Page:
George Washington always had ambitions to rise to the top of society and in his youth he very much personified the old “pull yourself up by your bootstraps” trope, always creating a practical system:
Young Washington’s journals reveal a lively, observant mind, open to new experiences and foreign cultures. He learned early to read the motives of the French scouts sent out to harass an English scouting party or a silent – too silent – Indian guide leading him toward possible ambush. Although the forest was Washington’s first classroom, it was hardly his only one. Consistent with Lord Fairfax’s prediction, Washington never stopped learning or putting his newfound knowledge to practical use. At an astonishingly early age he could ford a river, clothe a regiment, chart a mountain road, and charm a lawmaker. He was the surveyor of Culpepper County at seventeen and adjutant inspector of the Virginia militia with a major’s commission before his twentieth birthday.
And yet, while he was constantly learning and acquiring new skills, making his name and winning glory for himself, his country was always first on his mind and he would do nothing to harm it. Creating the country in essence became his great work and no personal considerations came before the good of his nation.
Duty was something to be carried out whether it would win adulation or be jeered by some. It was only out of a sense of duty that George Washington assumed the presidency, which he was loathe to do, in the first place. That same sense of duty compelled him to accept a second term even though he longed for retirement. Duty came at a cost to him, as his retirement would be expedient to him but could be detrimental to the new nation. And sometimes duty required him to be a strict father to his nation, as shortly into his second term, a crisis arose which seems minor today, but could have seriously threatened the legitimacy of the new republic in 1794. That was the almost comically named “Whiskey Rebellion,” which came as a reaction to Alexander Hamilton’s unpopular taxes on distilled spirits.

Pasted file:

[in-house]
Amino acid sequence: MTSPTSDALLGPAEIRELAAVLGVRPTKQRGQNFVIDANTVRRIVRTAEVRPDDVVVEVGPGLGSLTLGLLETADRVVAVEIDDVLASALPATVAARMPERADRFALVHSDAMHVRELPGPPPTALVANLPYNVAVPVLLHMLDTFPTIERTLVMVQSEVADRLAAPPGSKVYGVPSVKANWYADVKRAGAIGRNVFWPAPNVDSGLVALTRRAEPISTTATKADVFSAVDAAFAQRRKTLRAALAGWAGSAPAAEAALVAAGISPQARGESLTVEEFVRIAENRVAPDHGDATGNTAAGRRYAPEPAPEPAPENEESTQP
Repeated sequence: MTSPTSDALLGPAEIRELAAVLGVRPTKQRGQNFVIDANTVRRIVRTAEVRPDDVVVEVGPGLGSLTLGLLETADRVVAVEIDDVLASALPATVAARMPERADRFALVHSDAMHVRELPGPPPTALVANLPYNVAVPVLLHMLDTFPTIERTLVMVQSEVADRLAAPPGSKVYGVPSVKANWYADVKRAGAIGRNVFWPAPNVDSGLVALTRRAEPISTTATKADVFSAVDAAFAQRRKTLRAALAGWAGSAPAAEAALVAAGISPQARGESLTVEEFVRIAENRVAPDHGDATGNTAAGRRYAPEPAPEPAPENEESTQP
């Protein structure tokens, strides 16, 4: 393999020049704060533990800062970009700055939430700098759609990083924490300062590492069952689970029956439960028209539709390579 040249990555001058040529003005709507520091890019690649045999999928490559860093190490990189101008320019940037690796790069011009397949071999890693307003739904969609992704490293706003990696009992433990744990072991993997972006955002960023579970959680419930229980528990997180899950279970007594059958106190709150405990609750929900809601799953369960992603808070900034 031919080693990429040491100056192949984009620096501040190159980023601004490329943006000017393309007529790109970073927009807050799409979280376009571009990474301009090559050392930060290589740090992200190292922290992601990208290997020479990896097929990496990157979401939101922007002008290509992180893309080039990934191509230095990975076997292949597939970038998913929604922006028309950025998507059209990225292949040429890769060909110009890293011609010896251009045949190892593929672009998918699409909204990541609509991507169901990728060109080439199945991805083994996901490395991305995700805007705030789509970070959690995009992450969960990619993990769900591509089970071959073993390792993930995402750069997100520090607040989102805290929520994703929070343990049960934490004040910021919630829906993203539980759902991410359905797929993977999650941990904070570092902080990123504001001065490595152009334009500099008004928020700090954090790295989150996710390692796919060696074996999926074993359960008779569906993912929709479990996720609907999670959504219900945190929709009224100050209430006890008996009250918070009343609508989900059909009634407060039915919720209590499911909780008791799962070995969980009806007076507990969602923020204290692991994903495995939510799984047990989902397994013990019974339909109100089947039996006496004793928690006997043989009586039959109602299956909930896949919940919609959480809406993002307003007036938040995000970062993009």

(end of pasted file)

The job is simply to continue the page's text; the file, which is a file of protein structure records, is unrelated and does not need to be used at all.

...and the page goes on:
What the nation needed at that time was not a Jeffersonian idealist, but an almost Roman-like realism, which George Washington personified:
As president, he harbored none of the modern reformer’s illusions about human perfectibility. Nor did he ever confuse republicanism with pure democracy. Even indirect democracy assumed a virtuous citizenry as the bulwark of popular liberties. Washington had said as much in his first inaugural address, insisting that “there is no truth more thoroughly established than that there exists…an indissoluble union between virtue and happiness; between duty and advantage.” His was a highly practical idealism, more Roman than Greek in its antecedents, with little of Rousseau’s unquestioning celebration of natural man and much of Tidewater Virginia’s noblesse oblige.